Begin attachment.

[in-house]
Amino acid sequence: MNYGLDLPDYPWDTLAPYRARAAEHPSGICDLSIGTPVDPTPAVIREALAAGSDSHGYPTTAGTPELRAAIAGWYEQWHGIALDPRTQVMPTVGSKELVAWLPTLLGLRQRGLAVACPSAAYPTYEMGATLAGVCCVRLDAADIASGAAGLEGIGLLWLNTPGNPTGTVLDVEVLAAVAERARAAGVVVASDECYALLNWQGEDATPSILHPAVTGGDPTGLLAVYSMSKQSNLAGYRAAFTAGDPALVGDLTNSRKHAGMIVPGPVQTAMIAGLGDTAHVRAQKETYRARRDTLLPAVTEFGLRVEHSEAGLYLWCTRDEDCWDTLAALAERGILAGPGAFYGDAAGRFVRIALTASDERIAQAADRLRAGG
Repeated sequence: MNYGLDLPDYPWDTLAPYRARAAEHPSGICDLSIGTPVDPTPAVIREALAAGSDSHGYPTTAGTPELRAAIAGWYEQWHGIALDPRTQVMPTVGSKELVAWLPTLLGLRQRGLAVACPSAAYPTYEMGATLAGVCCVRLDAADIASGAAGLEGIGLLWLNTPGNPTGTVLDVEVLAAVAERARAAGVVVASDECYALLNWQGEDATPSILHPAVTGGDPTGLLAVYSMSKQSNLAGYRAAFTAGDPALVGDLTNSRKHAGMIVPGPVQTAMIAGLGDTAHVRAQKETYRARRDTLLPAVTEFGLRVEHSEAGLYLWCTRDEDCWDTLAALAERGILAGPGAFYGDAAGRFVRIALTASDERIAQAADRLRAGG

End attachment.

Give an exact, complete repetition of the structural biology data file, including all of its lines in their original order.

[in-house]
Amino acid sequence: MNYGLDLPDYPWDTLAPYRARAAEHPSGICDLSIGTPVDPTPAVIREALAAGSDSHGYPTTAGTPELRAAIAGWYEQWHGIALDPRTQVMPTVGSKELVAWLPTLLGLRQRGLAVACPSAAYPTYEMGATLAGVCCVRLDAADIASGAAGLEGIGLLWLNTPGNPTGTVLDVEVLAAVAERARAAGVVVASDECYALLNWQGEDATPSILHPAVTGGDPTGLLAVYSMSKQSNLAGYRAAFTAGDPALVGDLTNSRKHAGMIVPGPVQTAMIAGLGDTAHVRAQKETYRARRDTLLPAVTEFGLRVEHSEAGLYLWCTRDEDCWDTLAALAERGILAGPGAFYGDAAGRFVRIALTASDERIAQAADRLRAGG
Repeated sequence: MNYGLDLPDYPWDTLAPYRARAAEHPSGICDLSIGTPVDPTPAVIREALAAGSDSHGYPTTAGTPELRAAIAGWYEQWHGIALDPRTQVMPTVGSKELVAWLPTLLGLRQRGLAVACPSAAYPTYEMGATLAGVCCVRLDAADIASGAAGLEGIGLLWLNTPGNPTGTVLDVEVLAAVAERARAAGVVVASDECYALLNWQGEDATPSILHPAVTGGDPTGLLAVYSMSKQSNLAGYRAAFTAGDPALVGDLTNSRKHAGMIVPGPVQTAMIAGLGDTAHVRAQKETYRARRDTLLPAVTEFGLRVEHSEAGLYLWCTRDEDCWDTLAALAERGILAGPGAFYGDAAGRFVRIALTASDERIAQAADRLRAGG